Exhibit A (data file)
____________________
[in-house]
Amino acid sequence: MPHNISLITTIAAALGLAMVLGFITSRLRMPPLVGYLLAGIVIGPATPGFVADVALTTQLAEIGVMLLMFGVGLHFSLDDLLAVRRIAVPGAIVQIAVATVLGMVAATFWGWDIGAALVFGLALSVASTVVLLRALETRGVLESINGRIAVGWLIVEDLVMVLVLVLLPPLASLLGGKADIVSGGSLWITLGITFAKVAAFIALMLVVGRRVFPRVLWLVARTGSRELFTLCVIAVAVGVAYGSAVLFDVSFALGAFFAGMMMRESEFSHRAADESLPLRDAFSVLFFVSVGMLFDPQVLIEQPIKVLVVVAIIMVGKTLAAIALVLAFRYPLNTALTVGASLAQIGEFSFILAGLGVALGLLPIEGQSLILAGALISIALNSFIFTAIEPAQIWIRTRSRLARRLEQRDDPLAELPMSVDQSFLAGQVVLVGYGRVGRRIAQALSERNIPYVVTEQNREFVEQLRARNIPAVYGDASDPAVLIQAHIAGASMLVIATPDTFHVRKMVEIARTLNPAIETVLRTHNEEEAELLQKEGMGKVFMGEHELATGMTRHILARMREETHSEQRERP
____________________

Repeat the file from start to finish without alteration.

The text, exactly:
[in-house]
Amino acid sequence: MPHNISLITTIAAALGLAMVLGFITSRLRMPPLVGYLLAGIVIGPATPGFVADVALTTQLAEIGVMLLMFGVGLHFSLDDLLAVRRIAVPGAIVQIAVATVLGMVAATFWGWDIGAALVFGLALSVASTVVLLRALETRGVLESINGRIAVGWLIVEDLVMVLVLVLLPPLASLLGGKADIVSGGSLWITLGITFAKVAAFIALMLVVGRRVFPRVLWLVARTGSRELFTLCVIAVAVGVAYGSAVLFDVSFALGAFFAGMMMRESEFSHRAADESLPLRDAFSVLFFVSVGMLFDPQVLIEQPIKVLVVVAIIMVGKTLAAIALVLAFRYPLNTALTVGASLAQIGEFSFILAGLGVALGLLPIEGQSLILAGALISIALNSFIFTAIEPAQIWIRTRSRLARRLEQRDDPLAELPMSVDQSFLAGQVVLVGYGRVGRRIAQALSERNIPYVVTEQNREFVEQLRARNIPAVYGDASDPAVLIQAHIAGASMLVIATPDTFHVRKMVEIARTLNPAIETVLRTHNEEEAELLQKEGMGKVFMGEHELATGMTRHILARMREETHSEQRERP